Fast, Casual, Helpful

I like the new fast casual food trend – you can get something that’s not a burger or deep-fried, maybe soup or salad, but you don’t pay more than $5-6 for lunch.

Some have popped up in my area: Noodles & Company, Wahoo’s Fish Tacos, Panera and Bear Rock Café.

There’s something nice they have in common: they have trained their employees to assist customers with disabilities. If I order water, someone gets it for me and brings it to my table. If I’m using a wheelchair, usually someone will bring my entire order rather than expecting me to hang around the counter and then carry a platter with soup and a salad.

This doesn’t extend to every chain: even though I go there a couple of times a week, the employees at my local Starbucks seem incapable of comprehending that it’s not real safe for me to carry a paper cup full of boiling liquid, and I usually have to ask several times, fending off blank looks and more cup sleeves.



  1. Becky

    That’s an interesting observation. As a full-time wheelchair-user since the age of 4, I’ve never had to deal with the blank looks you describe. It’s unfortunate that, as a society, our image of “the disabled” always includes a chair. I wonder if you ever feel like just going ahead and using your chair, even if you don’t physically need to, just to avoid that problem of people not “getting” that you truly have a disability?

  2. Becky

    Well, let me clarify. I do get confused looks, when people don’t quite understand what it is I’m asking of them. But I never get blank (as in, “what? you need help?”) looks, as it’s just obvious from looking at me that I can’t do much of anything physically for myself. I guess the challenge that I face is people making assumptions about what I need that go too far; I’m frequently offered children’s menus or simply ignored by waiterstaff at restaurants who assume that because my physical disability is so severe, I must be on that level mentally, as well.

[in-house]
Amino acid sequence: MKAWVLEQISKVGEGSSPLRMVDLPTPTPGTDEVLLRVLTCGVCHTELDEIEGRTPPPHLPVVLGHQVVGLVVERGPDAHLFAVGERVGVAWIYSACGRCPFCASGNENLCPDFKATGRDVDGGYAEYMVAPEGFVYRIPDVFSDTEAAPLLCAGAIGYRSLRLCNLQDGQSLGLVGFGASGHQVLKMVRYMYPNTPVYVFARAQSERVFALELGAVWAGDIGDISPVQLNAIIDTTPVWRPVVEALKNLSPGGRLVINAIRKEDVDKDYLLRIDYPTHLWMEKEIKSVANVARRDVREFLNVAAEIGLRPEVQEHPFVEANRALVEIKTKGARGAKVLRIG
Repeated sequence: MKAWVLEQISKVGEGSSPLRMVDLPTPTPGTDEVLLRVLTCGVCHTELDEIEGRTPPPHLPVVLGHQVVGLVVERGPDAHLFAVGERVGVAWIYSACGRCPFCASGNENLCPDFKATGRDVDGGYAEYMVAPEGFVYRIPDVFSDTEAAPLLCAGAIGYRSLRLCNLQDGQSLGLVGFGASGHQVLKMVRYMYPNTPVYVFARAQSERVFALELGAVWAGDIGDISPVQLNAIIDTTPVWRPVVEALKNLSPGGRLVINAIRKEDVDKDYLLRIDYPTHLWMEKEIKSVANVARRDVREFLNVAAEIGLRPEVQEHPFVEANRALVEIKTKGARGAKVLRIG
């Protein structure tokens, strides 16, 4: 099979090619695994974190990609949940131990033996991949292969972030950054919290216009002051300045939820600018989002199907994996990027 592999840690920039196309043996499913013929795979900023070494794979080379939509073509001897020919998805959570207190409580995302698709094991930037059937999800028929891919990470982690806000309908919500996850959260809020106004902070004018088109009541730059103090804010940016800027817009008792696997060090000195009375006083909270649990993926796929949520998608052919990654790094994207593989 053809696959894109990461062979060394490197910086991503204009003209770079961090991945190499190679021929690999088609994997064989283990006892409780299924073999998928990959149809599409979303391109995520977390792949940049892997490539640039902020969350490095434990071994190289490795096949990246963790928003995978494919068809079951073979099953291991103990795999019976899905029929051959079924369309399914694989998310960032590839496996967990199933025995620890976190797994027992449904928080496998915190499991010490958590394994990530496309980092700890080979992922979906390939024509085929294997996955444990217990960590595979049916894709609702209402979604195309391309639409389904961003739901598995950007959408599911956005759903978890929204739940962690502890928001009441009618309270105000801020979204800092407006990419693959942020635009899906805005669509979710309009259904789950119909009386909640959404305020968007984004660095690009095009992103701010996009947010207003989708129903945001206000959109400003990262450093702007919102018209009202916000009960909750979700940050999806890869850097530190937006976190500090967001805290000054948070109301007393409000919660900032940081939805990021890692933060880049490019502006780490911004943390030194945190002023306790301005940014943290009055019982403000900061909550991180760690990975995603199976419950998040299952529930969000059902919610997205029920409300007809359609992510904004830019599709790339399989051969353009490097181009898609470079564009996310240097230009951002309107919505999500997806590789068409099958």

3. bb

    May I share a Starbucks blank mentality I encountered?
    I went to use their ladies room and did not notice as the door was open that someone removed the door knob! Oh I saw it once the door shut.

    After hollering through the hole my husband heard me and extracted me with his pen knife. He was gracious enough not to laugh, my friend with us was another story.

    I went up to the personnel to tell them of the problem and talk about blank looks! They did nothing to alert the public, they did nothing to block the bathroom from use until the guy came back with the door knob. They didn’t even apologize!

    I wrote the company and ended up with a book of free coupons and apologies all over the place.

    I know the company did something because my next trip in there the light was burned out and immediately they took care of it.

  4. Katja

    Hmmm – it’s an interesting phenomenon that when I can walk well enough to use crutches, things do get much more difficult – it’s harder to carry things, harder to open doors, and of course I’m using more energy just to ambulate.

    When is the wheelchair physically necessary? I guess it’s when I want to do something, whether it’s go to a concert or go down the hall to get my printout, and I wouldn’t do it without the wheelchair, even though I physically could.

    (Edited to add:)
    How come you don’t get blank looks? I wouldn’t think length of wheelchair use would have anything to do with other people’s inability to hear or figure things out. Maybe you’ve got them all trained.

  5. Katja

    Oooh, good, now it’s a Starbuck’s thread!

    Actually, I’ve found them to be quite good customer-service-wise; they’ve comped me coffee when they made a mistake; when they first got those wheelchair tables they fell all over themselves trying to make sure I got to use them (in fact, those wheelchair tables are a magnet for all the T-Mobile laptop people because they’re just like desks!).

    It’s just the carrying thing that seems to escape them – partly I think it’s because it’s really loud behind the counter, and if you ask a non-standard question (Could you please carry my coffee to a table for me?) they tend not to understand it on first hearing and try to interpret it as something they know (like, can I have a coffee sleeve?).


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